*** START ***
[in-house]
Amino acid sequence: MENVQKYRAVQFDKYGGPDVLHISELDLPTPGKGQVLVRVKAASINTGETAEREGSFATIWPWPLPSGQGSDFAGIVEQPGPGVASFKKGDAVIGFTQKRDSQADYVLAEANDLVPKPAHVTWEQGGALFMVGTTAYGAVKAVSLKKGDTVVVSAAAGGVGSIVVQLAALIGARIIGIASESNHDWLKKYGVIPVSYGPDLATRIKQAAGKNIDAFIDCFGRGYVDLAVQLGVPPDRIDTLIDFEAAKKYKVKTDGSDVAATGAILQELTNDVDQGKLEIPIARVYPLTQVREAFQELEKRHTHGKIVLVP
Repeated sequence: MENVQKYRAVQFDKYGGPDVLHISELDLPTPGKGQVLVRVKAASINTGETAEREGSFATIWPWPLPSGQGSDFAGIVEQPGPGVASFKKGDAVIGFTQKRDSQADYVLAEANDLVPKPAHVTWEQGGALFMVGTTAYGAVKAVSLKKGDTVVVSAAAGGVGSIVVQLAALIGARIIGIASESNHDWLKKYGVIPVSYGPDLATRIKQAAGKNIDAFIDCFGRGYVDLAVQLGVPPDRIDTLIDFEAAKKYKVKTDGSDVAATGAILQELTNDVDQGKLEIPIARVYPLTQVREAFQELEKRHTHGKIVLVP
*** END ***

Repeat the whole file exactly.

[in-house]
Amino acid sequence: MENVQKYRAVQFDKYGGPDVLHISELDLPTPGKGQVLVRVKAASINTGETAEREGSFATIWPWPLPSGQGSDFAGIVEQPGPGVASFKKGDAVIGFTQKRDSQADYVLAEANDLVPKPAHVTWEQGGALFMVGTTAYGAVKAVSLKKGDTVVVSAAAGGVGSIVVQLAALIGARIIGIASESNHDWLKKYGVIPVSYGPDLATRIKQAAGKNIDAFIDCFGRGYVDLAVQLGVPPDRIDTLIDFEAAKKYKVKTDGSDVAATGAILQELTNDVDQGKLEIPIARVYPLTQVREAFQELEKRHTHGKIVLVP
Repeated sequence: MENVQKYRAVQFDKYGGPDVLHISELDLPTPGKGQVLVRVKAASINTGETAEREGSFATIWPWPLPSGQGSDFAGIVEQPGPGVASFKKGDAVIGFTQKRDSQADYVLAEANDLVPKPAHVTWEQGGALFMVGTTAYGAVKAVSLKKGDTVVVSAAAGGVGSIVVQLAALIGARIIGIASESNHDWLKKYGVIPVSYGPDLATRIKQAAGKNIDAFIDCFGRGYVDLAVQLGVPPDRIDTLIDFEAAKKYKVKTDGSDVAATGAILQELTNDVDQGKLEIPIARVYPLTQVREAFQELEKRHTHGKIVLVP